During these periods of dormancy it’s also important to water the plant less. Generally, during the winter, you can wait an additional couple of days between waterings. Not giving this extra time can over-saturate the plant and cause issues related to overwatering.
Temperature needs are also seasonally linked. During the summer having the plant in the upper 60’s to low 70’s (in Fahrenheit), while in the winter dropping it to the lower 60’s is ideal. These numbers are fairly middle of the road, a deviation of about 10° either way won’t harm the plant. Most succulents are fairly hardy so bits of extremes are not the end of the world. More important than absolute temperature is to avoid large, frequent temperature swings. This means you should keep your succulent away from drafty windows and heating/cooling units.
Keep in mind though, freezing temperatures will likely kill the plant. There are actually a few species that can survive freezing temperatures, but most won’t. This puts a hard limit on outdoor growing, make sure to bring them inside well before your region’s first frost date.
Succulents are pretty resilient when it comes to pests; indoors it is especially rare. That said, it’s still important to know how to deal with them should the issue arise.
The most common pest you may encounter is likely gnats. These are generally brought on by the poor conditions of overly-moist soil. The water logged soil and reduced defenses of the plant is a perfect storm for these annoying pests.
A good first step in this case is to correct the problem and get the watering schedule nailed down. This will help clear up any initial infestations, and restore strength to your plant so that it can naturally resist pests.
You can check out some additional tips for dealing with other common garden pests here.
Easy To Grow Varities
Not all varieties are created equal, some are much easier than others. When just starting out learning how to grow succulents it can be encouraging to start with an “easier variety”. We’ve picked out our top three that even a first time grower can tackle!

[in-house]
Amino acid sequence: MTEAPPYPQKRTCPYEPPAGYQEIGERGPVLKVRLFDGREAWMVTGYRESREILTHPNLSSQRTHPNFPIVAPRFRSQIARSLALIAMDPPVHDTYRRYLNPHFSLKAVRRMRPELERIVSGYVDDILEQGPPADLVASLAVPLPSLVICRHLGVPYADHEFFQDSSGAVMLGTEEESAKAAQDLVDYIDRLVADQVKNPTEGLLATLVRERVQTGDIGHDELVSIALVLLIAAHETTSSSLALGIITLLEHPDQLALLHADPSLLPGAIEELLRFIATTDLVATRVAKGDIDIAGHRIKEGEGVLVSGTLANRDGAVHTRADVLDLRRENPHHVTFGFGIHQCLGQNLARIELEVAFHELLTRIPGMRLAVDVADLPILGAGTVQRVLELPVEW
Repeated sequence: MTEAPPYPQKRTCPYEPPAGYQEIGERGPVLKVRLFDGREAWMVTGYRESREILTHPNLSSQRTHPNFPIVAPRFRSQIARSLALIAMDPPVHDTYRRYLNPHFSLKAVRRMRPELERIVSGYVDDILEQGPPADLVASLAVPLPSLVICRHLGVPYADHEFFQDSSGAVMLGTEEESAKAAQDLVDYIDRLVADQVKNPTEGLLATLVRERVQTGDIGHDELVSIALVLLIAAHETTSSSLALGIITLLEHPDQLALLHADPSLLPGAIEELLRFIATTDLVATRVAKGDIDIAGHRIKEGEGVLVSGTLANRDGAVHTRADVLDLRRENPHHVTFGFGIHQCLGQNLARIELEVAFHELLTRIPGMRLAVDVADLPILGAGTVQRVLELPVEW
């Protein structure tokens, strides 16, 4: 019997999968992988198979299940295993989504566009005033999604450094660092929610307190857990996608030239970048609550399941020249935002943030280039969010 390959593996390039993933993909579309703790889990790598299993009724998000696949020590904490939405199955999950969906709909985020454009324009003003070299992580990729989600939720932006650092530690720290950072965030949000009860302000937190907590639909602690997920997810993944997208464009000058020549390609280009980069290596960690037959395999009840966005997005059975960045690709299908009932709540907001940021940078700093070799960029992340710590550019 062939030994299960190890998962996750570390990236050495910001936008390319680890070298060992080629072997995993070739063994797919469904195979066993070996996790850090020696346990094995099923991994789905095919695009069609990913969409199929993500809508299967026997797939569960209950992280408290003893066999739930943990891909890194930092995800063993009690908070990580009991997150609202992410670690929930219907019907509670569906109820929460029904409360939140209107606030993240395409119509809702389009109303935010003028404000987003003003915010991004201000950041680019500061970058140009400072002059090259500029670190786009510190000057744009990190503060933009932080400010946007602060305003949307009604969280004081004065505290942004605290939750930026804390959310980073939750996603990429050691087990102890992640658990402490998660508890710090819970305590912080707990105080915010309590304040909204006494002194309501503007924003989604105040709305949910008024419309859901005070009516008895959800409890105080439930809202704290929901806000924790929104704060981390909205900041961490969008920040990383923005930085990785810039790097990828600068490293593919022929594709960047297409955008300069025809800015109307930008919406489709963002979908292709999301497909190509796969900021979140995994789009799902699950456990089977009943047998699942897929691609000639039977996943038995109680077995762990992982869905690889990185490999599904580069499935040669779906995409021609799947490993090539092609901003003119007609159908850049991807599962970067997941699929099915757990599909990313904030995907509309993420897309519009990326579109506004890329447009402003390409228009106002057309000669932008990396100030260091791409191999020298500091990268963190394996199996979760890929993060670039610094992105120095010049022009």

The Hen and Chicks variety of succulent is an extremely hardy breed of this plant. While it does require a fair bit of direct sunlight, it’s otherwise very easy to grow and likely to survive even the most negligent gardener. Its direct sunlight need can also help make it easier to grow, you can pretty much stick it in a sunny spot and forget about it.
The paddle plant is another super easy to grow succulent. It requires very little water and light to thrive, making it great for those just learning how to grow succulents. It’s very low maintenance requirements also make it great for forgetful gardeners or those that travel a lot.
Lastly, we have the jade plant. Like other easy care succulents, this one is generally killed by too much care instead of not enough. With infrequent waterings and indirect sunlight needs it is an excellent choice for first time succulent growers.
How To Grow Succulents
Succulents are an amazing plant, and with so many varieties there is sure to be one that fits into any garden. While sometimes seen as difficult, we hope that the tips here have helped you learn how to grow succulents better. It is well worth the effort to see this beautiful plant bloom!